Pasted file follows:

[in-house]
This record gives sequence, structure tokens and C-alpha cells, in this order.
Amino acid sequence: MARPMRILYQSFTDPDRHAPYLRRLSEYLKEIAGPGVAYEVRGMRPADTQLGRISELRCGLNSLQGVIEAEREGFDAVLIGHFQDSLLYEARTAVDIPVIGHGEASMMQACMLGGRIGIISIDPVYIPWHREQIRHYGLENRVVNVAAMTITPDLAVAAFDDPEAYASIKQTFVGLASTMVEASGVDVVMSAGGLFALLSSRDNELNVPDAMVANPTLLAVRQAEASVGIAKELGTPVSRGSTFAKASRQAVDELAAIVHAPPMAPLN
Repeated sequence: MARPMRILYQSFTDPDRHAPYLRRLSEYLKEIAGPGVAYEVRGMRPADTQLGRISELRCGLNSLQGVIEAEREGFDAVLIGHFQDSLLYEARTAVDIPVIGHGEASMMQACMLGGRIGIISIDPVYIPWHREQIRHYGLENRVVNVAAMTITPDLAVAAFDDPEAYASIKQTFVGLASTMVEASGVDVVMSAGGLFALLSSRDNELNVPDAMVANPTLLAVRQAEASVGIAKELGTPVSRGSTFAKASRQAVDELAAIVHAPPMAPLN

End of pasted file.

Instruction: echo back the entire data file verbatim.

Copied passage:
[in-house]
This record gives sequence, structure tokens and C-alpha cells, in this order.
Amino acid sequence: MARPMRILYQSFTDPDRHAPYLRRLSEYLKEIAGPGVAYEVRGMRPADTQLGRISELRCGLNSLQGVIEAEREGFDAVLIGHFQDSLLYEARTAVDIPVIGHGEASMMQACMLGGRIGIISIDPVYIPWHREQIRHYGLENRVVNVAAMTITPDLAVAAFDDPEAYASIKQTFVGLASTMVEASGVDVVMSAGGLFALLSSRDNELNVPDAMVANPTLLAVRQAEASVGIAKELGTPVSRGSTFAKASRQAVDELAAIVHAPPMAPLN
Repeated sequence: MARPMRILYQSFTDPDRHAPYLRRLSEYLKEIAGPGVAYEVRGMRPADTQLGRISELRCGLNSLQGVIEAEREGFDAVLIGHFQDSLLYEARTAVDIPVIGHGEASMMQACMLGGRIGIISIDPVYIPWHREQIRHYGLENRVVNVAAMTITPDLAVAAFDDPEAYASIKQTFVGLASTMVEASGVDVVMSAGGLFALLSSRDNELNVPDAMVANPTLLAVRQAEASVGIAKELGTPVSRGSTFAKASRQAVDELAAIVHAPPMAPLN